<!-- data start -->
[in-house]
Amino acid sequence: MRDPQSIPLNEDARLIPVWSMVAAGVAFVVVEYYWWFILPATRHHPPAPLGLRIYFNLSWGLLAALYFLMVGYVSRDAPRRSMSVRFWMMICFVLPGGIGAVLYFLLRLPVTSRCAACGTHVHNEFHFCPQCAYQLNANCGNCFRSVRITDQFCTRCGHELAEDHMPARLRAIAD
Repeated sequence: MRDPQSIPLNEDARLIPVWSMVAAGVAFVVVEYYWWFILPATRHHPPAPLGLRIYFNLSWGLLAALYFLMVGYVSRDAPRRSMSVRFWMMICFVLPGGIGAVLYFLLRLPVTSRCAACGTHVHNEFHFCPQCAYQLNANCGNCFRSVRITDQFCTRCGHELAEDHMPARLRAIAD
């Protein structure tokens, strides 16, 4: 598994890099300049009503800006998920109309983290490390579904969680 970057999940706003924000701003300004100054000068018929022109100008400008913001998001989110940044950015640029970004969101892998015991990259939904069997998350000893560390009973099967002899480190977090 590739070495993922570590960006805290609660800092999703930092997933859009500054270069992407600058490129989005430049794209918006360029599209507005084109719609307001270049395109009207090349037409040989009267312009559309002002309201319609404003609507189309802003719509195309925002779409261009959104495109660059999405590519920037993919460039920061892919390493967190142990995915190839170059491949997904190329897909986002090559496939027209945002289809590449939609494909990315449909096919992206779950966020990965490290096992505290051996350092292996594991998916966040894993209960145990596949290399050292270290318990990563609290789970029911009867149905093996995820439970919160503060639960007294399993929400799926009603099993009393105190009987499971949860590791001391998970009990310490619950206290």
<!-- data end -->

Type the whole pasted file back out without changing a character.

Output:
[in-house]
Amino acid sequence: MRDPQSIPLNEDARLIPVWSMVAAGVAFVVVEYYWWFILPATRHHPPAPLGLRIYFNLSWGLLAALYFLMVGYVSRDAPRRSMSVRFWMMICFVLPGGIGAVLYFLLRLPVTSRCAACGTHVHNEFHFCPQCAYQLNANCGNCFRSVRITDQFCTRCGHELAEDHMPARLRAIAD
Repeated sequence: MRDPQSIPLNEDARLIPVWSMVAAGVAFVVVEYYWWFILPATRHHPPAPLGLRIYFNLSWGLLAALYFLMVGYVSRDAPRRSMSVRFWMMICFVLPGGIGAVLYFLLRLPVTSRCAACGTHVHNEFHFCPQCAYQLNANCGNCFRSVRITDQFCTRCGHELAEDHMPARLRAIAD
């Protein structure tokens, strides 16, 4: 598994890099300049009503800006998920109309983290490390579904969680 970057999940706003924000701003300004100054000068018929022109100008400008913001998001989110940044950015640029970004969101892998015991990259939904069997998350000893560390009973099967002899480190977090 590739070495993922570590960006805290609660800092999703930092997933859009500054270069992407600058490129989005430049794209918006360029599209507005084109719609307001270049395109009207090349037409040989009267312009559309002002309201319609404003609507189309802003719509195309925002779409261009959104495109660059999405590519920037993919460039920061892919390493967190142990995915190839170059491949997904190329897909986002090559496939027209945002289809590449939609494909990315449909096919992206779950966020990965490290096992505290051996350092292996594991998916966040894993209960145990596949290399050292270290318990990563609290789970029911009867149905093996995820439970919160503060639960007294399993929400799926009603099993009393105190009987499971949860590791001391998970009990310490619950206290």